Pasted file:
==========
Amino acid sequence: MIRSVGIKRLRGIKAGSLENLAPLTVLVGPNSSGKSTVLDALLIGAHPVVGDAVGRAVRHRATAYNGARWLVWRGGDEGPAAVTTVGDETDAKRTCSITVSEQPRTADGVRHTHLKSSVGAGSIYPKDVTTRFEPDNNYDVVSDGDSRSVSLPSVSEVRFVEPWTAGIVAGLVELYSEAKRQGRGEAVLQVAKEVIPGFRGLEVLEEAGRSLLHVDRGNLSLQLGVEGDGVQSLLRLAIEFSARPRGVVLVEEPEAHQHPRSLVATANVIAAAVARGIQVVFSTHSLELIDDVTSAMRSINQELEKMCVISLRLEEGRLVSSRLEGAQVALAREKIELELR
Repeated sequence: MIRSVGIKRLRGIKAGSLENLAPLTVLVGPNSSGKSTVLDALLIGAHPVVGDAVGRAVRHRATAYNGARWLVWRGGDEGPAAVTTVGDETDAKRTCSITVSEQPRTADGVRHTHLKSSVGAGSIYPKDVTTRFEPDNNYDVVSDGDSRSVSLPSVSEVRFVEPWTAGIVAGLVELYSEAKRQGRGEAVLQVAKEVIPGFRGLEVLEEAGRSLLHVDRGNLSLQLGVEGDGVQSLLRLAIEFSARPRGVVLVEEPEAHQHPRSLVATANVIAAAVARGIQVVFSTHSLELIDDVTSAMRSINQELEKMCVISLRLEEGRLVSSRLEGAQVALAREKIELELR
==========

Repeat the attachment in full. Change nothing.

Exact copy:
Amino acid sequence: MIRSVGIKRLRGIKAGSLENLAPLTVLVGPNSSGKSTVLDALLIGAHPVVGDAVGRAVRHRATAYNGARWLVWRGGDEGPAAVTTVGDETDAKRTCSITVSEQPRTADGVRHTHLKSSVGAGSIYPKDVTTRFEPDNNYDVVSDGDSRSVSLPSVSEVRFVEPWTAGIVAGLVELYSEAKRQGRGEAVLQVAKEVIPGFRGLEVLEEAGRSLLHVDRGNLSLQLGVEGDGVQSLLRLAIEFSARPRGVVLVEEPEAHQHPRSLVATANVIAAAVARGIQVVFSTHSLELIDDVTSAMRSINQELEKMCVISLRLEEGRLVSSRLEGAQVALAREKIELELR
Repeated sequence: MIRSVGIKRLRGIKAGSLENLAPLTVLVGPNSSGKSTVLDALLIGAHPVVGDAVGRAVRHRATAYNGARWLVWRGGDEGPAAVTTVGDETDAKRTCSITVSEQPRTADGVRHTHLKSSVGAGSIYPKDVTTRFEPDNNYDVVSDGDSRSVSLPSVSEVRFVEPWTAGIVAGLVELYSEAKRQGRGEAVLQVAKEVIPGFRGLEVLEEAGRSLLHVDRGNLSLQLGVEGDGVQSLLRLAIEFSARPRGVVLVEEPEAHQHPRSLVATANVIAAAVARGIQVVFSTHSLELIDDVTSAMRSINQELEKMCVISLRLEEGRLVSSRLEGAQVALAREKIELELR